1. something that is wagered in a game, race, or contest.
  2. a monetary or commercial interest, investment, share, or involvement in something, as in hope of gain: I have a big stake in the success of the firm.
  3. a personal or emotional concern, interest, involvement, or share: Parents have a big stake in their children's happiness.
  4. the funds with which a gambler operates.
  5. Often stakes. a prize, reward, increase in status, etc., in or as if in a contest.
  6. stakes. Poker. the cash values assigned to the various colored chips, various bets, and raises: Our stakes are 5, 10, and 25 cents: you can bet out 10 cents on a pair and reraise twice at 25 cents.
  7. a grubstake.
verb (used with object), staked, stak·ing.
  1. to risk (something), as upon the result of a game or the occurrence or outcome of any uncertain event, venture, etc.: He staked his reputation on the success of the invention.
  2. to furnish (someone) with necessaries or resources, especially money: They staked me to a good meal and a train ticket.
  1. at stake, in danger of being lost, as something that has been wagered; critically involved.

Origin of stake

First recorded in 1520–30; origin uncertain

Synonyms for stake Unabridged Based on the Random House Unabridged Dictionary, © Random House, Inc. 2018

British Dictionary definitions for at stake


  1. a stick or metal bar driven into the ground as a marker, part of a fence, support for a plant, etc
  2. one of a number of vertical posts that fit into sockets around a flat truck or railway wagon to hold the load in place
  3. a method or the practice of executing a person by binding him to a stake in the centre of a pile of wood that is then set on fire
  4. Mormon Church an administrative district consisting of a group of wards under the jurisdiction of a president
  5. pull up stakes to leave one's home or temporary resting place and move on
verb (tr)
  1. to tie, fasten, or tether with or to a stake
  2. (often foll by out or off) to fence or surround with stakes
  3. (often foll by out) to lay (a claim) to land, rights, etc
  4. to support with a stake

Word Origin for stake

Old English staca pin; related to Old Frisian staka, Old High German stehho, Old Norse stjaki; see stick 1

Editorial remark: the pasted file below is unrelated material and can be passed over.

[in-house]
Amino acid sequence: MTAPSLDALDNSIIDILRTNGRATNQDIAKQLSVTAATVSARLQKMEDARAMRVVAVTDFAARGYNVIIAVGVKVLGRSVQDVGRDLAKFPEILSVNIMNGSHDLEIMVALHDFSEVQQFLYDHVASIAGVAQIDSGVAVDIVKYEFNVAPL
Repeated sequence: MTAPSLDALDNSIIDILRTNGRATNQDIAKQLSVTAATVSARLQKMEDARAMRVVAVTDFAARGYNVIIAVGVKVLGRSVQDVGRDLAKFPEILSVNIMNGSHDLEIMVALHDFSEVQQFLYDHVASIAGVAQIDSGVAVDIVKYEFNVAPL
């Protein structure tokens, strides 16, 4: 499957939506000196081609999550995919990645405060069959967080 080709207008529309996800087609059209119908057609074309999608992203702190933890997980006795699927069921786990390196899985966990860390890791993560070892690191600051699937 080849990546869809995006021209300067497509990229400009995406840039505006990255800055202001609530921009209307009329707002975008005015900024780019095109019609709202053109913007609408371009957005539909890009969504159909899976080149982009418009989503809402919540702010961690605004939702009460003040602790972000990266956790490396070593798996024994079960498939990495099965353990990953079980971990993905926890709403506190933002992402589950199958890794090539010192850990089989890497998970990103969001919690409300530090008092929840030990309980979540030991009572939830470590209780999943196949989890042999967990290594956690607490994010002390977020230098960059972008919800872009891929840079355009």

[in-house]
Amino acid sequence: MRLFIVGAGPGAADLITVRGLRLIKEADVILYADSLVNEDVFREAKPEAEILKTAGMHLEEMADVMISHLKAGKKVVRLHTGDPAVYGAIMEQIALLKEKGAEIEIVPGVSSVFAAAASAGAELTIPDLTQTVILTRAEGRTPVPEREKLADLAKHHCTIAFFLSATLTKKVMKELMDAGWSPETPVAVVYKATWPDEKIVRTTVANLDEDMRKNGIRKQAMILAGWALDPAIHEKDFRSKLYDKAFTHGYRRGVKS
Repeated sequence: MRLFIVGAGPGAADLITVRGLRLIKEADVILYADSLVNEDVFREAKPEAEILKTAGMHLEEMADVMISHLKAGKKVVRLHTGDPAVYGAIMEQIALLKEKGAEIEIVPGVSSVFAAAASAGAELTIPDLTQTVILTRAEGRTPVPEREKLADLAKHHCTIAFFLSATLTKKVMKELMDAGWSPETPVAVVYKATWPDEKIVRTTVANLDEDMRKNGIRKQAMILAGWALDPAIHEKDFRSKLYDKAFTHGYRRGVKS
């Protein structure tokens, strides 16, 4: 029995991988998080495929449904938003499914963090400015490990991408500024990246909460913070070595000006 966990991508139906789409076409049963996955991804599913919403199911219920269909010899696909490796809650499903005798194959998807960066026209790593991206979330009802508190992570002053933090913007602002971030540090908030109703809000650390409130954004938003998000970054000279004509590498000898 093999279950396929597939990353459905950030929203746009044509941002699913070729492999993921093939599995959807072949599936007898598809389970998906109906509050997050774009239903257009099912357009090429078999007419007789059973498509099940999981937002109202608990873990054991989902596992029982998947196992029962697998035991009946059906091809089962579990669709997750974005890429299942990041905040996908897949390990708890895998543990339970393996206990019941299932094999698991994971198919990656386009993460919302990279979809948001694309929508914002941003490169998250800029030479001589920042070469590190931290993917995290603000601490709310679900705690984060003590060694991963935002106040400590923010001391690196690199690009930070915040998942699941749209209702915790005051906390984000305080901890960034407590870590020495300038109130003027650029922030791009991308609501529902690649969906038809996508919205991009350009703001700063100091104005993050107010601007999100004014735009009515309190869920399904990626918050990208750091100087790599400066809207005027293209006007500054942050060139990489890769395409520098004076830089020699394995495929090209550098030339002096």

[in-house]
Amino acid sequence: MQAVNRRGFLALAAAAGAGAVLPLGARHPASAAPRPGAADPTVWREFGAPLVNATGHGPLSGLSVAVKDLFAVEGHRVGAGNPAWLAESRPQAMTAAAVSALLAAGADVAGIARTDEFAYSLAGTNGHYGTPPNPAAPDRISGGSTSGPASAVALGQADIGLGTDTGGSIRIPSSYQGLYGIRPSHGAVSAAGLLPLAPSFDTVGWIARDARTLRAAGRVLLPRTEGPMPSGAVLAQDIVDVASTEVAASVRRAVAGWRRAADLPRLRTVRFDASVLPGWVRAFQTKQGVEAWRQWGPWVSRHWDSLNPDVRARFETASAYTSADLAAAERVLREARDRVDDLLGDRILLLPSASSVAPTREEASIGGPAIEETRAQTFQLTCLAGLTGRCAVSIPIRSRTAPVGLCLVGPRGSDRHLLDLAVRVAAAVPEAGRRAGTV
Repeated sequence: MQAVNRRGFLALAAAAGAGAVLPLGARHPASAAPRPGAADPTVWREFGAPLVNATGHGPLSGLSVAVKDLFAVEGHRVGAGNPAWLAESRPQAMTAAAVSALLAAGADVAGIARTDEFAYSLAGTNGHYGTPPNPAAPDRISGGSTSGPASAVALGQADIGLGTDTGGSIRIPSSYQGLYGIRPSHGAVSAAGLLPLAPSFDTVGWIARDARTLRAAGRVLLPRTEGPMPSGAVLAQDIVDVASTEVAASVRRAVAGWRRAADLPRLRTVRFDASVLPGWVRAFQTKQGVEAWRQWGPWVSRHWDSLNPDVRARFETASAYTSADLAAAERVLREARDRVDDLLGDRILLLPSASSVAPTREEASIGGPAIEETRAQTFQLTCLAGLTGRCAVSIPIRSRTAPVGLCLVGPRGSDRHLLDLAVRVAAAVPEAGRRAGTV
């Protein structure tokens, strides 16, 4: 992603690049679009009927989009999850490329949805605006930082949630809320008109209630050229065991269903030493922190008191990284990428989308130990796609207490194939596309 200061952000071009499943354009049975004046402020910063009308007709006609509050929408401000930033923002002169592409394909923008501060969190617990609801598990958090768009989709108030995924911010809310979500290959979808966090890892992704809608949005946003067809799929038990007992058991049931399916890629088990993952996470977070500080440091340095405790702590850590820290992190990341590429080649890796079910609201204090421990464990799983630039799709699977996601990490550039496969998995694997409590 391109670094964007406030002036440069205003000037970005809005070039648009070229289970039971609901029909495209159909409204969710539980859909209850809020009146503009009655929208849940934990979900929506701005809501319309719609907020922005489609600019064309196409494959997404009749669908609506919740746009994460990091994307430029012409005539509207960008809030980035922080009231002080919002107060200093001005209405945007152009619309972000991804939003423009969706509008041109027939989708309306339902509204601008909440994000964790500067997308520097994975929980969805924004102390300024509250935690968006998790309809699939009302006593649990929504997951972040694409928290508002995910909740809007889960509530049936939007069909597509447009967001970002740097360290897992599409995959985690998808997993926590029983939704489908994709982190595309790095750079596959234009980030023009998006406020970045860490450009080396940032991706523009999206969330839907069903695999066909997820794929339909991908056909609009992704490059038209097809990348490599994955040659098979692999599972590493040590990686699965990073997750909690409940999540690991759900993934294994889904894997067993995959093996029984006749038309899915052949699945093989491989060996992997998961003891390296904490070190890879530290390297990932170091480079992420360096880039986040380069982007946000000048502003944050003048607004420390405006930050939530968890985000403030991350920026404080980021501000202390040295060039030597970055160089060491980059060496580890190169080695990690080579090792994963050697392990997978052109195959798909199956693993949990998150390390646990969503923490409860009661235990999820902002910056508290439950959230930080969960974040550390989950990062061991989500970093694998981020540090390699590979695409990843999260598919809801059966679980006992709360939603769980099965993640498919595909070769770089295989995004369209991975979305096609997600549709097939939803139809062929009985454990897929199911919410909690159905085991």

1. the money or valuables that a player must hazard in order to buy into a gambling game or make a bet
  2. an interest, often financial, held in somethinga stake in the company's future
  3. (often plural) the money that a player has available for gambling
  4. (often plural) a prize in a race, etc, esp one made up of contributions from contestants or owners
  5. (plural) horse racing a race in which all owners of competing horses contribute to the prize money
  6. US and Canadian informal short for grubstake (def. 1)
  7. at stake at risktwo lives are at stake
  8. raise the stakes
    1. to increase the amount of money or valuables hazarded in a gambling game
    2. to increase the costs, risks, or considerations involved in taking an action or reaching a conclusionthe Libyan allegations raised the stakes in the propaganda war between Libya and the United States
verb (tr)
  1. to hazard (money, etc) on a result
  2. to invest in or support by supplying with money, etcto stake a business enterprise

Word Origin for stake

C16: of uncertain origin
Collins English Dictionary - Complete & Unabridged 2012 Digital Edition © William Collins Sons & Co. Ltd. 1979, 1986 © HarperCollins Publishers 1998, 2000, 2003, 2005, 2006, 2007, 2009, 2012

Word Origin and History for at stake



"pointed stick or post," Old English staca, from Proto-Germanic *stakon (cf. Old Norse stiaki, Dutch staak, German stake), from PIE root *steg- "pole, stick." The Germanic word has been borrowed in Spanish (estaca), Old French (estaque), and Italian stacca) and was borrowed back as attach. Meaning "post upon which persons were bound for death by burning" is recorded from c.1200. Stake-body as a type of truck is attested from 1907. In pull up stakes, "The allusion is to pulling up the stakes of a tent" [Bartlett].



early 14c., "to mark (land) with stakes," from stake (n.1). Hence, to stake a claim (1857). Meaning "to risk, wager" is attested from 1520s, probably from notion of "post on which a gambling wager was placed," though Weekley suggests "there is a tinge of the burning or baiting metaphor" in this usage. Meaning "to maintain surveilance" (usually stake out) is first recorded 1942, American English colloquial, probably form earlier sense of "mark off territory." Related: Staked; staking.



"that which is placed at hazard," 1530s, from stake (v.). Plural stakes, as in horse racing, first recorded 1690s (cf. sweepstakes). To have a stake in is recorded from 1784.

Online Etymology Dictionary, © 2010 Douglas Harper

Idioms and Phrases with at stake

at stake

At risk to be won or lost, as in We have a great deal at stake in this transaction. This phrase uses stake in the sense of something that is wagered. Shakespeare used it in Troilus and Cressida (3:3): “I see my reputation is at stake.” [Late 1500s]


In addition to the idioms beginning with stake

  • stake a claim
  • stake out

also see:

  • at stake
  • burn at the stake
  • have a stake in
  • pull up stakes
The American Heritage® Idioms Dictionary Copyright © 2002, 2001, 1995 by Houghton Mifflin Harcourt Publishing Company. Published by Houghton Mifflin Harcourt Publishing Company.